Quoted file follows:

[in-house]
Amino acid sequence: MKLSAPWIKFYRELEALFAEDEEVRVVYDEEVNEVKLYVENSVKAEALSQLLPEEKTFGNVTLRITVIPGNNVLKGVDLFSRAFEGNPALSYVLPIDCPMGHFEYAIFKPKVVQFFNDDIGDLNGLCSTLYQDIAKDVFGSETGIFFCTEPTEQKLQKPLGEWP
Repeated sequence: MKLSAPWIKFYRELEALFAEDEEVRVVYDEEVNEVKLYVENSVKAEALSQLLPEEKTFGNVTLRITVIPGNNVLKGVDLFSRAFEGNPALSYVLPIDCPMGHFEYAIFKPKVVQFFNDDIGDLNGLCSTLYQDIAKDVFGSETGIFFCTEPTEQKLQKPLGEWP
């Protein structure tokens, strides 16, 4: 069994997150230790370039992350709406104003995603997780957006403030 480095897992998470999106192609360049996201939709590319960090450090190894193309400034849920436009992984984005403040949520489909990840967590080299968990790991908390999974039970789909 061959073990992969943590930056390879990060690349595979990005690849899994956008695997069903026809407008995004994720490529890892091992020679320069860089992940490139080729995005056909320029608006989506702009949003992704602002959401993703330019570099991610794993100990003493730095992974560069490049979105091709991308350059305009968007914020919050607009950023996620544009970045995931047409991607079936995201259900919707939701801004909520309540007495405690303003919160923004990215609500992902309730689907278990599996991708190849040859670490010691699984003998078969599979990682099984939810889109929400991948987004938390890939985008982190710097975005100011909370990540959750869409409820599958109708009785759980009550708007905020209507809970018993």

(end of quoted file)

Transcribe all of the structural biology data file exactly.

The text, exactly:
[in-house]
Amino acid sequence: MKLSAPWIKFYRELEALFAEDEEVRVVYDEEVNEVKLYVENSVKAEALSQLLPEEKTFGNVTLRITVIPGNNVLKGVDLFSRAFEGNPALSYVLPIDCPMGHFEYAIFKPKVVQFFNDDIGDLNGLCSTLYQDIAKDVFGSETGIFFCTEPTEQKLQKPLGEWP
Repeated sequence: MKLSAPWIKFYRELEALFAEDEEVRVVYDEEVNEVKLYVENSVKAEALSQLLPEEKTFGNVTLRITVIPGNNVLKGVDLFSRAFEGNPALSYVLPIDCPMGHFEYAIFKPKVVQFFNDDIGDLNGLCSTLYQDIAKDVFGSETGIFFCTEPTEQKLQKPLGEWP
């Protein structure tokens, strides 16, 4: 069994997150230790370039992350709406104003995603997780957006403030 480095897992998470999106192609360049996201939709590319960090450090190894193309400034849920436009992984984005403040949520489909990840967590080299968990790991908390999974039970789909 061959073990992969943590930056390879990060690349595979990005690849899994956008695997069903026809407008995004994720490529890892091992020679320069860089992940490139080729995005056909320029608006989506702009949003992704602002959401993703330019570099991610794993100990003493730095992974560069490049979105091709991308350059305009968007914020919050607009950023996620544009970045995931047409991607079936995201259900919707939701801004909520309540007495405690303003919160923004990215609500992902309730689907278990599996991708190849040859670490010691699984003998078969599979990682099984939810889109929400991948987004938390890939985008982190710097975005100011909370990540959750869409409820599958109708009785759980009550708007905020209507809970018993």